For more into the differences you can check it up here. All of these are then combined into four-letter personality type, classifying them into one of the 16 personality types — so if you’re a lonely procrastinator that relies on your gut feeling and take things emotionally, you’re an INFP. Of course the definitions aren’t that simple, and you might actually be surprised that the type describes you pretty clearly since there are four combined aspects being analyzed (note the Forer effect though). Every type, be it ESTP, INFJ, ISTJ, ENFP, or any other combinations, has its own distinctive features so don’t worry about vague descriptions. And you can take it even further by correlating it to Keirsey Temperament Sorter like this table shows you:

I’m an INTP, described as “quiet, thoughtful, analytical individuals who enjoy spending long periods of time on their own, working through problems and forming solutions.” (the actual description is long) and that’s pretty accurate. And it brings me to the Architect role variant in Keirsey’s which is surprising, because I’m gonna go to the architecture school at ITB. So, what are you waiting for? You could try it now at, and tell me your result and how exact is the description! Which type are you?

Click to view my Personality Profile page

April 12, 2009

Forer’s got something for you

by Kevin Aditya

Most of the times if you take glance at your Facebook home page, chances are you’ll be seeing “[friend name here] took the [random quiz subject] quiz.” Maybe you’ve done some of them too. But when the results hit your screen, did you believe what they proudly say as “You are [some random stuffs under the quiz theme]!” and felt like the test had really described your distinct personality?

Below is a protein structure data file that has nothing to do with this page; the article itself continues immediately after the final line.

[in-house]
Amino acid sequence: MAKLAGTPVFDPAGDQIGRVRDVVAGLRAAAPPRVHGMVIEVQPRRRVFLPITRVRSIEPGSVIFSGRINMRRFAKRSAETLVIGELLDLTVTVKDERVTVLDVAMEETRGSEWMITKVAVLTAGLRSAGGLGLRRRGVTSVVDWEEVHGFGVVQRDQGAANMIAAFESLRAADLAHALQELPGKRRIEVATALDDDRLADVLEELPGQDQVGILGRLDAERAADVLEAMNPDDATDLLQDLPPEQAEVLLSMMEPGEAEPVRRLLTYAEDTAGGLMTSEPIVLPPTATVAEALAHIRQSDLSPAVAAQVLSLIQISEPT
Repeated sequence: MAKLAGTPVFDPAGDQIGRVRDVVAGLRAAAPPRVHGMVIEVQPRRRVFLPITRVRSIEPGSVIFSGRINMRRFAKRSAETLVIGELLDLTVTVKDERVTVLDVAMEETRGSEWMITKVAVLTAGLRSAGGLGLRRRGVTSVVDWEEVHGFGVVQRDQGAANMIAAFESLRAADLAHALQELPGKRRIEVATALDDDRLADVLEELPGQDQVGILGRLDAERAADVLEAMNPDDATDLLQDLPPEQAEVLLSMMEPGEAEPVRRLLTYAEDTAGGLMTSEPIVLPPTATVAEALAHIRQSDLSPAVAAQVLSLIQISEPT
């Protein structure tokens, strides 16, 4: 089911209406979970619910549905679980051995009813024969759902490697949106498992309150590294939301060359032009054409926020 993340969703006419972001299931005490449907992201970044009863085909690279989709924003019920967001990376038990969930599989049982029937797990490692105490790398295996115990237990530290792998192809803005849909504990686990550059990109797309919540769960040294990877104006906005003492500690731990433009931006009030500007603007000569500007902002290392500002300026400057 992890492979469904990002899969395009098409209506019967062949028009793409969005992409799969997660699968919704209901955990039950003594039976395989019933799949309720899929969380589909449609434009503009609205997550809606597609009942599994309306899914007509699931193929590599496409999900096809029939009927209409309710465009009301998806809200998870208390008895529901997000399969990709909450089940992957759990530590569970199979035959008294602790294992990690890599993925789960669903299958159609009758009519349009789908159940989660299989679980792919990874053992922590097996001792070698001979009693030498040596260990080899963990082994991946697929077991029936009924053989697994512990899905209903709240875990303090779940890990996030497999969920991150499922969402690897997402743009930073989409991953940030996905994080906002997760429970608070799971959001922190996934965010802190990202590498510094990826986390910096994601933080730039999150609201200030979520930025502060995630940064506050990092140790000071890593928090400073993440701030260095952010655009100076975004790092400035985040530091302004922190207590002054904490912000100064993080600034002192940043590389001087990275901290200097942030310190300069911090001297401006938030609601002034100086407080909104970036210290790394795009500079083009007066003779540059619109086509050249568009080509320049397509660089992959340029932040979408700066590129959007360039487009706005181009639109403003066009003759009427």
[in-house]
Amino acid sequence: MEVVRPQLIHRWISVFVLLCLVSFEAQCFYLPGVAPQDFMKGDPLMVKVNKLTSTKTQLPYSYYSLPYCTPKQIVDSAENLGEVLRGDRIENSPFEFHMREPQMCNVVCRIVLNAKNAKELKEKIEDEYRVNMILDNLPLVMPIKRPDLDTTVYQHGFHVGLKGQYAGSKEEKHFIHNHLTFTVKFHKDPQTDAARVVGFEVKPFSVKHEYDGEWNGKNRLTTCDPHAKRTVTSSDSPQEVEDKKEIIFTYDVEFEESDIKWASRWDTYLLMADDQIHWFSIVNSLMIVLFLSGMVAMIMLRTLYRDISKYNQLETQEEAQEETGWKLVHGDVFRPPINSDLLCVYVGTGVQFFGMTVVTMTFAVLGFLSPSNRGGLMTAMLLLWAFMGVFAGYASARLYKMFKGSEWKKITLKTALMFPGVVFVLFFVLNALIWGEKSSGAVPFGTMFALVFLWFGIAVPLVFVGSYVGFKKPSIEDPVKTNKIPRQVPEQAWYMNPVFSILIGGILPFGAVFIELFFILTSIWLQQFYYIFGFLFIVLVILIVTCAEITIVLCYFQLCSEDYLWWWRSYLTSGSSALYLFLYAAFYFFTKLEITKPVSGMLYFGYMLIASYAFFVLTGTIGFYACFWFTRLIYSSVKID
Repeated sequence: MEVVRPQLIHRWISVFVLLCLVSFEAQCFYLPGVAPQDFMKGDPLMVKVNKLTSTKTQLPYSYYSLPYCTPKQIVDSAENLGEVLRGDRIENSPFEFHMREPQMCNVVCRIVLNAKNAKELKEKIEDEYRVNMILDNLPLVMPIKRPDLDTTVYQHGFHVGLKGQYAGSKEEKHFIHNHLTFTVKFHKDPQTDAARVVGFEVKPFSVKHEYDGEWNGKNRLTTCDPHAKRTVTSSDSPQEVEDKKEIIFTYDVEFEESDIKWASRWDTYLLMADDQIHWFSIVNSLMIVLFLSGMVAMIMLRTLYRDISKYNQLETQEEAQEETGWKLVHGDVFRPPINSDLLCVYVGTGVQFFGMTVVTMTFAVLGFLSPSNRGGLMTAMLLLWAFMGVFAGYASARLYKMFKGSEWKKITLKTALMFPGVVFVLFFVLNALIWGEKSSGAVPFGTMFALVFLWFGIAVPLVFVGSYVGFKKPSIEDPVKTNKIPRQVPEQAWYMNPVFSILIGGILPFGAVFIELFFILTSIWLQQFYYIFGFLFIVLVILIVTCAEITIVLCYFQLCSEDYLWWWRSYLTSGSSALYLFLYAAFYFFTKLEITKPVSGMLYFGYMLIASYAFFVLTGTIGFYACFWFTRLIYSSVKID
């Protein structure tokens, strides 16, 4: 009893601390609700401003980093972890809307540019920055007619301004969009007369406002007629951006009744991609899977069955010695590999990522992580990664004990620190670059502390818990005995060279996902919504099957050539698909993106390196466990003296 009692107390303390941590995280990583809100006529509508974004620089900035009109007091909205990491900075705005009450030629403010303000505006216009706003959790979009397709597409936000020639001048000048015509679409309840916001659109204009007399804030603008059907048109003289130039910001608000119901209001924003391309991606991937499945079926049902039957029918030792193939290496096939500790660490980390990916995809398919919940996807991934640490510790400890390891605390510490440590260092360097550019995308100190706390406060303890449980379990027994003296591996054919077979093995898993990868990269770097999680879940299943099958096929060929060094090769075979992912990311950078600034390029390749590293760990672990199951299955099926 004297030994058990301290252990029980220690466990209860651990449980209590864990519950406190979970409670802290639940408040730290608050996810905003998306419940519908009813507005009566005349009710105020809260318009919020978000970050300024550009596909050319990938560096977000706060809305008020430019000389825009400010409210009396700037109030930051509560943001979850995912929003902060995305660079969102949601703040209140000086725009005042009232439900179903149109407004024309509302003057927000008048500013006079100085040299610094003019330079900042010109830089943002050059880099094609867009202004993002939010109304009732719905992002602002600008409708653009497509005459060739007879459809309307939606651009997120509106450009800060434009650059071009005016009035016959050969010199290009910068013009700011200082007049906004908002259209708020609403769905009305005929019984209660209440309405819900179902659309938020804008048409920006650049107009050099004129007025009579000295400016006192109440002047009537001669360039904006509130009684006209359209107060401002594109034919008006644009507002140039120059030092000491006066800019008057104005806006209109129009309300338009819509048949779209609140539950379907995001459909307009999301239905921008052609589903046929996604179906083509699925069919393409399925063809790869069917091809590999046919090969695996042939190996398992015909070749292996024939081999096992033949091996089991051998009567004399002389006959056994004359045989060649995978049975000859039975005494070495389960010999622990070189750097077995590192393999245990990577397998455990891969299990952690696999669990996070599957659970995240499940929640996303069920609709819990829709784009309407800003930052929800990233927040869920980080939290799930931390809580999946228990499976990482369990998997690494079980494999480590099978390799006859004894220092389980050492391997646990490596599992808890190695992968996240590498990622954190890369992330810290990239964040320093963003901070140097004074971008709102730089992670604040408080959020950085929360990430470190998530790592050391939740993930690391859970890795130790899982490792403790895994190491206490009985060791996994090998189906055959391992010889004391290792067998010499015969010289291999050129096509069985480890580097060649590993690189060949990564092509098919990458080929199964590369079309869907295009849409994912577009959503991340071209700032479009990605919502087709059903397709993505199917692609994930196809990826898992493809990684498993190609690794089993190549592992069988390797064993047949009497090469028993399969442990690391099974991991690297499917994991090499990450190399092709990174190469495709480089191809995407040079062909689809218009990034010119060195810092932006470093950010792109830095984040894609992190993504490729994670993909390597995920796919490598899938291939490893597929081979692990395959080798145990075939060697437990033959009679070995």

Psychologist Bertram R. Forer, once upon a day in 1948, had his student took a personality test he created and asked them to rate whether the analysis really describes their personality or not. He got the overall rating of 4.26, which means it somehow magically describes their personality well.

One thing he did unmask to the students only after they had taken the test: they all got the same analysis.

You have a need for other people to like and admire you, and yet you tend to be critical of yourself. While you have some personality weaknesses you are generally able to compensate for them. You have considerable unused capacity that you have not turned to your advantage. Disciplined and self-controlled on the outside, you tend to be worrisome and insecure on the inside. At times you have serious doubts as to whether you have made the right decision or done the right thing. You prefer a certain amount of change and variety and become dissatisfied when hemmed in by restrictions and limitations. You also pride yourself as an independent thinker; and do not accept others’ statements without satisfactory proof. But you have found it unwise to be too frank in revealing yourself to others. At times you are extroverted, affable, and sociable, while at other times you are introverted, wary, and reserved. Some of your aspirations tend to be rather unrealistic.

The experiment showed us that, when people are given vague analysis that could practically describes anyone’s personality, they will still believe that the result did “really describe them well”. This effect was therefore dubbed as the “Forer effect”.

But well, I still take (and love) detailed and sophisticated personality-determining tests such as this one on Facebook. I’m INTP.